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Politics and Government
Coverage of the 2016 presidential election from NPR News and related blogs, including candidate profiles, interviews and talking points.On-air specials will also be broadcast as Election Day approaches, including the Iowa caucus and New Hampshire primary.WRVO also provides coverage of regional elections both on-air and online.

Cuomo adopts more practical stance toward Trump

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Gov. Andrew Cuomo, who supported Hillary Clinton, after voting Tuesday.

Gov. Andrew Cuomo is adopting a more conciliatory tone toward President-elect Donald Trump, after Cuomo called Trump “un-New York” in the final days of the campaign.

Cuomo, in the final days of the campaign, stumped for Democratic candidate Hillary Clinton in New York state, and heavily criticized Donald Trump.

“In truth, Trump is un-New York,” Cuomo said. “Everything the man stands for is the exact opposite that this state stands for.”

Trump, like Cuomo is a Queens native.

Cuomo, speaking in Buffalo on Nov. 6, also harangued Trump for what he said was his negativity and divisiveness on immigration and women’s rights, among other things. Cuomo says Trump was “injecting a poison into the social fabric.”

One day after elections, with Trump now the president- elect, Cuomo called in to the Time Warner Cable News show NY 1, and adopted a more conciliatory tone.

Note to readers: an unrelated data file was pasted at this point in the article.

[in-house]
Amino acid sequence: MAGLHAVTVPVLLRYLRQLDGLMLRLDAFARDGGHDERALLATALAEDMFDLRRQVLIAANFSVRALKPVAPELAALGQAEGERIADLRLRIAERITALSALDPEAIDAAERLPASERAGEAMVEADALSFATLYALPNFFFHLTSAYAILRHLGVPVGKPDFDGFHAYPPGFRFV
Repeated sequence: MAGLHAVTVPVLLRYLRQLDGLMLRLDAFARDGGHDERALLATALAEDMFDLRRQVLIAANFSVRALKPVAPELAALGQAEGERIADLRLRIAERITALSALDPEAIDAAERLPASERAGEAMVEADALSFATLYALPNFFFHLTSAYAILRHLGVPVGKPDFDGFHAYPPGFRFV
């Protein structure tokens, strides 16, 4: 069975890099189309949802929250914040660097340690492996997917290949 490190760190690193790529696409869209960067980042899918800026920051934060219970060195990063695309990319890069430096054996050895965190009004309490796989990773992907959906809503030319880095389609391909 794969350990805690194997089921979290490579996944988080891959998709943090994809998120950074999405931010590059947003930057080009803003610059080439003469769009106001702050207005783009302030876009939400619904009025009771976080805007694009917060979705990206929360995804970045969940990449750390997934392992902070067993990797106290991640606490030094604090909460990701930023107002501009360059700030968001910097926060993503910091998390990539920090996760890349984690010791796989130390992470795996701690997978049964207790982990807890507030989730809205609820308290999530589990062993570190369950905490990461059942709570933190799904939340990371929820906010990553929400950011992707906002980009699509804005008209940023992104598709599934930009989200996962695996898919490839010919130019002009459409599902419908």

“I called president-elect Donald Trump today and we had a good conversation. He is a New Yorker and we talked about issues for New York and the building that we are doing,” said Cuomo. “The infrastructure, how we are doing it and the details, so it was a good conversation.”

The governor said he sought common ground with Trump, a real estate developer. Cuomo says he’s built in the private sector, too.

New York is dependent on the federal government for significant amounts of funding for transportation projects as well as health care, and housing programs.

The governor, on Thursday in Syracuse, denied there’s any contradiction in his statements. He says he’s separating campaigning from governing.

“I have grave philosophical differences with the positions that Donald Trump laid out in the campaign,” Cuomo. “That is not going to change and that is not going to go away.”

Cuomo says he disagrees with Trump’s plan to cut taxes on the rich, saying the trickle-down theory of economics was already tried under President Ronald Reagan in the 1980s, and it did not work. Cuomo says he prefers to address economic issues from the bottom-up, like enacting a $15 minimum wage phase in in New York. And he says he hopes those issues and others like stricter gun control measures, will “stir the debate nationwide.”

“And as the governor of New York, I intend to keep up the debate and the dialogue,” Cuomo said.

The current governor’s father, former Gov. Mario Cuomo, gained a national reputation as the liberal alternative to Reagan after his 1984 keynote speech at the Democratic National Convention. Mario Cuomo nearly ran for president in the 1992 contest.

But Andrew Cuomo, who has always been careful not to hint at any presidential aspirations, says he’s happy for now just being governor of New York.